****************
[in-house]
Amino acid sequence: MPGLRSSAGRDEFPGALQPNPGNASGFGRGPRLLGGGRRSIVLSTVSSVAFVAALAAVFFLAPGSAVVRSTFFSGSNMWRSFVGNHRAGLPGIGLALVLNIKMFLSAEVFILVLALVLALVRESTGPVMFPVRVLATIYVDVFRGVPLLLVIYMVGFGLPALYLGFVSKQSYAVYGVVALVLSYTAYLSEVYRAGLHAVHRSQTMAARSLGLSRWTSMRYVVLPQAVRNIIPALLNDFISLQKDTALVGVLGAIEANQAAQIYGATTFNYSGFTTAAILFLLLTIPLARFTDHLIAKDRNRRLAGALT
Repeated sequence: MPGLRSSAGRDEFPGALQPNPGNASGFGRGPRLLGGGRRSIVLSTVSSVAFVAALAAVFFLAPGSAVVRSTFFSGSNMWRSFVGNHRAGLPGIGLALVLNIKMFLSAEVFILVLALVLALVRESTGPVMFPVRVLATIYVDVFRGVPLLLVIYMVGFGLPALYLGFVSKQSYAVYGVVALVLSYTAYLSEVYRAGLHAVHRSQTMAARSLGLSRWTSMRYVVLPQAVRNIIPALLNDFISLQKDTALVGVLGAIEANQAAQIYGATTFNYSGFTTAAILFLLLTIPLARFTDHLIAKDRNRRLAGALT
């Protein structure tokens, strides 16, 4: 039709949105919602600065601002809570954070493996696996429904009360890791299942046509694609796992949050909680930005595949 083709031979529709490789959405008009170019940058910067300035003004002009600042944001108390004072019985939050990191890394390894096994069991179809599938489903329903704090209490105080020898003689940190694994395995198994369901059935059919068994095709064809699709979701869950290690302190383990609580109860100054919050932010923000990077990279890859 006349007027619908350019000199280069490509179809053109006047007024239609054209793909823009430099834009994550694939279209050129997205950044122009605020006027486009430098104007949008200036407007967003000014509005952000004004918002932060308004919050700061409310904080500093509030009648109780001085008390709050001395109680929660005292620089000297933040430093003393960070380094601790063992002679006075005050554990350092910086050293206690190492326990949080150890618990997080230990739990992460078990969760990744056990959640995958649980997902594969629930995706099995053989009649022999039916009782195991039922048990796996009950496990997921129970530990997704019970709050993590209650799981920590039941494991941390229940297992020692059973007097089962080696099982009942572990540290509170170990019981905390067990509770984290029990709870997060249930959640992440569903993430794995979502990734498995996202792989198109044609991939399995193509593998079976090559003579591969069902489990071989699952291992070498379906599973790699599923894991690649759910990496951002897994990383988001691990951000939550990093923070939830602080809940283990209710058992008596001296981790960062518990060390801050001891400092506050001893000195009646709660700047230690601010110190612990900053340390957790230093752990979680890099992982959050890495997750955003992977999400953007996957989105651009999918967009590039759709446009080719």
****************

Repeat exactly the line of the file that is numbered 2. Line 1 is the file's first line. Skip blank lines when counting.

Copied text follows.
Amino acid sequence: MPGLRSSAGRDEFPGALQPNPGNASGFGRGPRLLGGGRRSIVLSTVSSVAFVAALAAVFFLAPGSAVVRSTFFSGSNMWRSFVGNHRAGLPGIGLALVLNIKMFLSAEVFILVLALVLALVRESTGPVMFPVRVLATIYVDVFRGVPLLLVIYMVGFGLPALYLGFVSKQSYAVYGVVALVLSYTAYLSEVYRAGLHAVHRSQTMAARSLGLSRWTSMRYVVLPQAVRNIIPALLNDFISLQKDTALVGVLGAIEANQAAQIYGATTFNYSGFTTAAILFLLLTIPLARFTDHLIAKDRNRRLAGALT